Intravitreal injection of 1 IU of hyaluronidase alone did not result in induction of PVD . PVD was induced when 1 IU hyaluronidase was combined with 0.2 ml perfluoropropane, at the cost of intraocular toxicity (vitreous opacity or haze).
Plasmin has been a popular choice for inducing PVD. In a study by Wang et al., intravitreal injection of 4 U plasmin was shown to be effective in inducing complete PVD (six out of eight rabbits), but side effects such as vitreal haze (in all animals) and Tyndall effects were reported . A low dose of plasmin (≤1 U) did not give the desired results [41,45]. Therefore, plasmin was used in combination with other reagents like SF6 and urokinase for induction of PVD . There is also an apparent inconsistency in terms of the dose of plasmin used and the degree of PVD observed and side effects reported by independent groups [41,42,46].
In light of the above, use of iHA-VMA for induction of PVD seems to be favorable for the following reasons: i) iHA-VMA can be used at a low dose, with 100% positive outcome (all ten animals injected with iHA-VMA had PVD, including six with full PVD). ii) iHA-VMA did not show any apparent toxicity at the dose used, unlike plasmin in which 100% of the animals tested reportedly showed vitreal haze. In this study, only 20% of animals treated with iHA-VMA showed vitreal haze on day 1, which cleared up within 2 days. The non-toxicity of iHA-VMA in contrast to VMA (associated with intracellular edema, rarification of retinal layers, changes in retinal thickness, and vascular leakage of inflammatory cells) may have arisen due to incorporation of the peptide binding to HA, keeping the enzyme activity limited to the HA-rich vitreous cavity. iii) Although the activity of Vibrio mimicus–derived collagenase is several folds less compared to Col IV, the activity was sufficient to result in PVD on day 1, following intravitreal injections. iv) Most importantly, in contrast to hyaluronidase and plasmin, iHA-VMA can be used as a stand-alone reagent and need not be used in combination with any other reagent as a supplement to assist in PVD induction. The limitations of the present study include the small numbers of rabbits tested with the reagent, and the absence of a functional evaluation of the retina with electroretinography (ERG). In addition, as ocriplasmin is taken up by RPE cells and ganglion cells when injected intravitrally , the in vitro toxicity evaluation study should have included ganglion cells in addition to RPE cells. Nevertheless, no toxicity to any of these cells was noticed in the in vivo setup. Overall, the results demonstrated the safety and efficacy of using iHA-VMA in inducing PVD.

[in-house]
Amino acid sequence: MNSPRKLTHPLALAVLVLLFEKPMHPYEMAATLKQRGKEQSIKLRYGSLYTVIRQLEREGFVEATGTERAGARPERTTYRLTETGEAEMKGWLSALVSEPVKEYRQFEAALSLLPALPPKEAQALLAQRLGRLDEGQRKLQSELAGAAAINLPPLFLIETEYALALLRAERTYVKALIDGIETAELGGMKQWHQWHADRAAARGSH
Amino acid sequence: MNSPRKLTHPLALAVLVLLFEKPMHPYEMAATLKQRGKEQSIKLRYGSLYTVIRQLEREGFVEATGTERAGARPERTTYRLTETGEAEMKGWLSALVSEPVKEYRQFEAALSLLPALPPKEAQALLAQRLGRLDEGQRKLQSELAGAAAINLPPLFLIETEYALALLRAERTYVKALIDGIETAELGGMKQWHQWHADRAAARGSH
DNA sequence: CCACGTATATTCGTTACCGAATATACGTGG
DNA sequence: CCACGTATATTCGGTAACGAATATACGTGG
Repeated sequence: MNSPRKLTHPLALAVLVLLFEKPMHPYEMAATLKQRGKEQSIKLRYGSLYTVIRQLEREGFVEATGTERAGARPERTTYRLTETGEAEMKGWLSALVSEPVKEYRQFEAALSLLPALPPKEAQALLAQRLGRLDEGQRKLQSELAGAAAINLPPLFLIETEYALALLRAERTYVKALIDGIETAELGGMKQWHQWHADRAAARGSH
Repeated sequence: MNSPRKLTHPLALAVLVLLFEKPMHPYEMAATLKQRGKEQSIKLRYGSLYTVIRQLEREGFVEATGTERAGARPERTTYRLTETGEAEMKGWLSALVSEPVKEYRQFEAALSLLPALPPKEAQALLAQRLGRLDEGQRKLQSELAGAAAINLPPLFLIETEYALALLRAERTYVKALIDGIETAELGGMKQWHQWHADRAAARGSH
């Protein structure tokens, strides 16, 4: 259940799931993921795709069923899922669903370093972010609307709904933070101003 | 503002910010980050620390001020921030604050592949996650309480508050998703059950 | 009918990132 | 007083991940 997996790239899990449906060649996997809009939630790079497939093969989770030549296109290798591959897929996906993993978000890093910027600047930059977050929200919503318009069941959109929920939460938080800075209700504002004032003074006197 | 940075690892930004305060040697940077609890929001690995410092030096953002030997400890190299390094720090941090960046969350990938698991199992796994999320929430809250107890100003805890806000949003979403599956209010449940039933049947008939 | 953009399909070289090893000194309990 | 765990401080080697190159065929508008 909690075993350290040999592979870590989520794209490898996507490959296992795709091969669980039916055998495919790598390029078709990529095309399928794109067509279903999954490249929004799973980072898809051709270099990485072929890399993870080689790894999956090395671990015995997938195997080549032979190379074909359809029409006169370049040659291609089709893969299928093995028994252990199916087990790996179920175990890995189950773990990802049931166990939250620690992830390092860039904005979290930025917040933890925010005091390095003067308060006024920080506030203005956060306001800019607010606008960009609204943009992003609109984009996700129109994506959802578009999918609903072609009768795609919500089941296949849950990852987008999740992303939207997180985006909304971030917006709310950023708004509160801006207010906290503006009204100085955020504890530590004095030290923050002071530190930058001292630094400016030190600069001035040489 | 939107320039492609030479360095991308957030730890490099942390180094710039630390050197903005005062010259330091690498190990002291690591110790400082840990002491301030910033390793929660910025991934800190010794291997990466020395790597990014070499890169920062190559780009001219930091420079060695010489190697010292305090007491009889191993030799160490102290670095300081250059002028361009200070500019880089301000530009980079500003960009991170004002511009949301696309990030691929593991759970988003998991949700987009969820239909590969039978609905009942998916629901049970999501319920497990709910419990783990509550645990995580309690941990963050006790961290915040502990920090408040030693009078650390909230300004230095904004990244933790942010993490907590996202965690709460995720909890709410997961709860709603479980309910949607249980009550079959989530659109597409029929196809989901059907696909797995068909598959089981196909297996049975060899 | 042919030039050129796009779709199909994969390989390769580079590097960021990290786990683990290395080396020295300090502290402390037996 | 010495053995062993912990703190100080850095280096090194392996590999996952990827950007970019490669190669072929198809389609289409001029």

Appendix 1. Comparison of stability and activity of VMC and VMA
Appendix 3. Assessment of binding of iHA-VMA with HA.
Appendix 4. B-scan ultrasonography of rabbit eyes treated with iHA-VMA and VMA.
Appendix 5.Effect of intravitreal injection iHA-VMA (A, B) and VMA (C, D) on retinal morphology of albino rabbits.
This study was supported by Indian Council of Medical Research (ICMR) (Grant No. 5/4/6/01/Oph/2014-NCD-II) and Science and Engineering Research Board (SERB), Department of Science and Technology (Grant No. EMR/2014/001164), Government of India. MS thanks the ICMR for fellowship. Dr. I. S. Kong (Pukyong National University, Busan, South Korea) is gratefully acknowledged for gifting the VMC clone.